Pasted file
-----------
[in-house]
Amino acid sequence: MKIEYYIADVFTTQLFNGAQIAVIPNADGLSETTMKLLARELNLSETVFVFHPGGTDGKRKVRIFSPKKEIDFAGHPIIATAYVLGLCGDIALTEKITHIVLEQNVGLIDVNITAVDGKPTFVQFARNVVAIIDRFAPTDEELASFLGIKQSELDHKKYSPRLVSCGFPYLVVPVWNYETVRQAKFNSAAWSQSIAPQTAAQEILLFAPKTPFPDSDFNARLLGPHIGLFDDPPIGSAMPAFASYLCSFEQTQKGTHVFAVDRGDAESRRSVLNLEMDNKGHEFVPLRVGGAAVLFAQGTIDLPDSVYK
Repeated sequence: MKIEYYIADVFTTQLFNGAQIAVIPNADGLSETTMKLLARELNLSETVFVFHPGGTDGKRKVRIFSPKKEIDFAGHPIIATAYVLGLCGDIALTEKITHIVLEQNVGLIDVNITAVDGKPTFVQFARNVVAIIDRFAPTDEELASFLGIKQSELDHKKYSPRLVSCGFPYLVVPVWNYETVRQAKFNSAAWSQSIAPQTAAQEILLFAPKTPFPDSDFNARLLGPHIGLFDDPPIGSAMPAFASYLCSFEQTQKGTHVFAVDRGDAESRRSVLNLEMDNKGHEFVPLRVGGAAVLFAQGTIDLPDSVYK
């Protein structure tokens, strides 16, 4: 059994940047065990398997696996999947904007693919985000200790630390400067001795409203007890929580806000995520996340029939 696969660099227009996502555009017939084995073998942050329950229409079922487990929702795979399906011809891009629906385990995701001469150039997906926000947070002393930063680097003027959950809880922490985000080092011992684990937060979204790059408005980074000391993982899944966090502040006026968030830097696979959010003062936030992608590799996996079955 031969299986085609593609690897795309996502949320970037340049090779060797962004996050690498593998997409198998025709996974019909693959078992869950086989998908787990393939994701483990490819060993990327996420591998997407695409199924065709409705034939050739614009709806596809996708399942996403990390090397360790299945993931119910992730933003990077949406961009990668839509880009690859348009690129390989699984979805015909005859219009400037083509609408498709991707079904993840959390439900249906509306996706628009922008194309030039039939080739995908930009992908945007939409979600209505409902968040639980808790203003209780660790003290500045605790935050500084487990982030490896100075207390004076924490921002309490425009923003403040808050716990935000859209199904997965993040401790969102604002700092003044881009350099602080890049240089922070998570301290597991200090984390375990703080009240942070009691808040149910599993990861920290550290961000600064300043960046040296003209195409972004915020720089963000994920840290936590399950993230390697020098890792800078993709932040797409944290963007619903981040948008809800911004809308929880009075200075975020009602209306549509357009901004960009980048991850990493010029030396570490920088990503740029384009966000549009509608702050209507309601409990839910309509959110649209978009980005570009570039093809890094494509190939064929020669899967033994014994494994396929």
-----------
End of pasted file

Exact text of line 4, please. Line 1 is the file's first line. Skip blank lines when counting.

């Protein structure tokens, strides 16, 4: 059994940047065990398997696996999947904007693919985000200790630390400067001795409203007890929580806000995520996340029939 696969660099227009996502555009017939084995073998942050329950229409079922487990929702795979399906011809891009629906385990995701001469150039997906926000947070002393930063680097003027959950809880922490985000080092011992684990937060979204790059408005980074000391993982899944966090502040006026968030830097696979959010003062936030992608590799996996079955 031969299986085609593609690897795309996502949320970037340049090779060797962004996050690498593998997409198998025709996974019909693959078992869950086989998908787990393939994701483990490819060993990327996420591998997407695409199924065709409705034939050739614009709806596809996708399942996403990390090397360790299945993931119910992730933003990077949406961009990668839509880009690859348009690129390989699984979805015909005859219009400037083509609408498709991707079904993840959390439900249906509306996706628009922008194309030039039939080739995908930009992908945007939409979600209505409902968040639980808790203003209780660790003290500045605790935050500084487990982030490896100075207390004076924490921002309490425009923003403040808050716990935000859209199904997965993040401790969102604002700092003044881009350099602080890049240089922070998570301290597991200090984390375990703080009240942070009691808040149910599993990861920290550290961000600064300043960046040296003209195409972004915020720089963000994920840290936590399950993230390697020098890792800078993709932040797409944290963007619903981040948008809800911004809308929880009075200075975020009602209306549509357009901004960009980048991850990493010029030396570490920088990503740029384009966000549009509608702050209507309601409990839910309509959110649209978009980005570009570039093809890094494509190939064929020669899967033994014994494994396929």